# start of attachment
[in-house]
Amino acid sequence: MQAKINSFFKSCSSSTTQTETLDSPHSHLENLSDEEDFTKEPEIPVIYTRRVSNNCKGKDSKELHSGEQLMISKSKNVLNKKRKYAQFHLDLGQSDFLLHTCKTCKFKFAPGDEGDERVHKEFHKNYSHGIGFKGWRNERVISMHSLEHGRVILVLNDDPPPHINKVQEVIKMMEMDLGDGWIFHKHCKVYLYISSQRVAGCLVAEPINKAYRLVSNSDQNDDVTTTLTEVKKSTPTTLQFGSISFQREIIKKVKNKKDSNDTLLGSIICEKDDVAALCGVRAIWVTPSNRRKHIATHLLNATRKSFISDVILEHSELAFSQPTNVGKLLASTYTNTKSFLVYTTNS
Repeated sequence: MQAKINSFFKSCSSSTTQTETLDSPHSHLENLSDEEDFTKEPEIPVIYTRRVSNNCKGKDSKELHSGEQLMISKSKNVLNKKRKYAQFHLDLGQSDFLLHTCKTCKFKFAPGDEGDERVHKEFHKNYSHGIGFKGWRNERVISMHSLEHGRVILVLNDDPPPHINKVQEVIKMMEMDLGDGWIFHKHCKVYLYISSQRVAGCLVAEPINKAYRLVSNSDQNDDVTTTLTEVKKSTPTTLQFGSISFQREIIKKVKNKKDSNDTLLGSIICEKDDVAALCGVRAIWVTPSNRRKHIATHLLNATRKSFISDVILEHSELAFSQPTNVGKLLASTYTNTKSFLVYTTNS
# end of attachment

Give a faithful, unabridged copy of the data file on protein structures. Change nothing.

[in-house]
Amino acid sequence: MQAKINSFFKSCSSSTTQTETLDSPHSHLENLSDEEDFTKEPEIPVIYTRRVSNNCKGKDSKELHSGEQLMISKSKNVLNKKRKYAQFHLDLGQSDFLLHTCKTCKFKFAPGDEGDERVHKEFHKNYSHGIGFKGWRNERVISMHSLEHGRVILVLNDDPPPHINKVQEVIKMMEMDLGDGWIFHKHCKVYLYISSQRVAGCLVAEPINKAYRLVSNSDQNDDVTTTLTEVKKSTPTTLQFGSISFQREIIKKVKNKKDSNDTLLGSIICEKDDVAALCGVRAIWVTPSNRRKHIATHLLNATRKSFISDVILEHSELAFSQPTNVGKLLASTYTNTKSFLVYTTNS
Repeated sequence: MQAKINSFFKSCSSSTTQTETLDSPHSHLENLSDEEDFTKEPEIPVIYTRRVSNNCKGKDSKELHSGEQLMISKSKNVLNKKRKYAQFHLDLGQSDFLLHTCKTCKFKFAPGDEGDERVHKEFHKNYSHGIGFKGWRNERVISMHSLEHGRVILVLNDDPPPHINKVQEVIKMMEMDLGDGWIFHKHCKVYLYISSQRVAGCLVAEPINKAYRLVSNSDQNDDVTTTLTEVKKSTPTTLQFGSISFQREIIKKVKNKKDSNDTLLGSIICEKDDVAALCGVRAIWVTPSNRRKHIATHLLNATRKSFISDVILEHSELAFSQPTNVGKLLASTYTNTKSFLVYTTNS